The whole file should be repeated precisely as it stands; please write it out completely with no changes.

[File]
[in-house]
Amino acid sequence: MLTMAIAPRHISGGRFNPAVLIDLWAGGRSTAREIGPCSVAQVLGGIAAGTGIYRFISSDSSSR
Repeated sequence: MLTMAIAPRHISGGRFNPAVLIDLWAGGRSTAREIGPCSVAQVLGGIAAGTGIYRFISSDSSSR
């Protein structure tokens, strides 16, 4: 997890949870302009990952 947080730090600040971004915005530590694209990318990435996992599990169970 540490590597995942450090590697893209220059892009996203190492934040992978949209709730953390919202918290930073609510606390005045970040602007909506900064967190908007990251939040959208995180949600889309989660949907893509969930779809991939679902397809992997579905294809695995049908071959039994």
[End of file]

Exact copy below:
[in-house]
Amino acid sequence: MLTMAIAPRHISGGRFNPAVLIDLWAGGRSTAREIGPCSVAQVLGGIAAGTGIYRFISSDSSSR
Repeated sequence: MLTMAIAPRHISGGRFNPAVLIDLWAGGRSTAREIGPCSVAQVLGGIAAGTGIYRFISSDSSSR
């Protein structure tokens, strides 16, 4: 997890949870302009990952 947080730090600040971004915005530590694209990318990435996992599990169970 540490590597995942450090590697893209220059892009996203190492934040992978949209709730953390919202918290930073609510606390005045970040602007909506900064967190908007990251939040959208995180949600889309989660949907893509969930779809991939679902397809992997579905294809695995049908071959039994």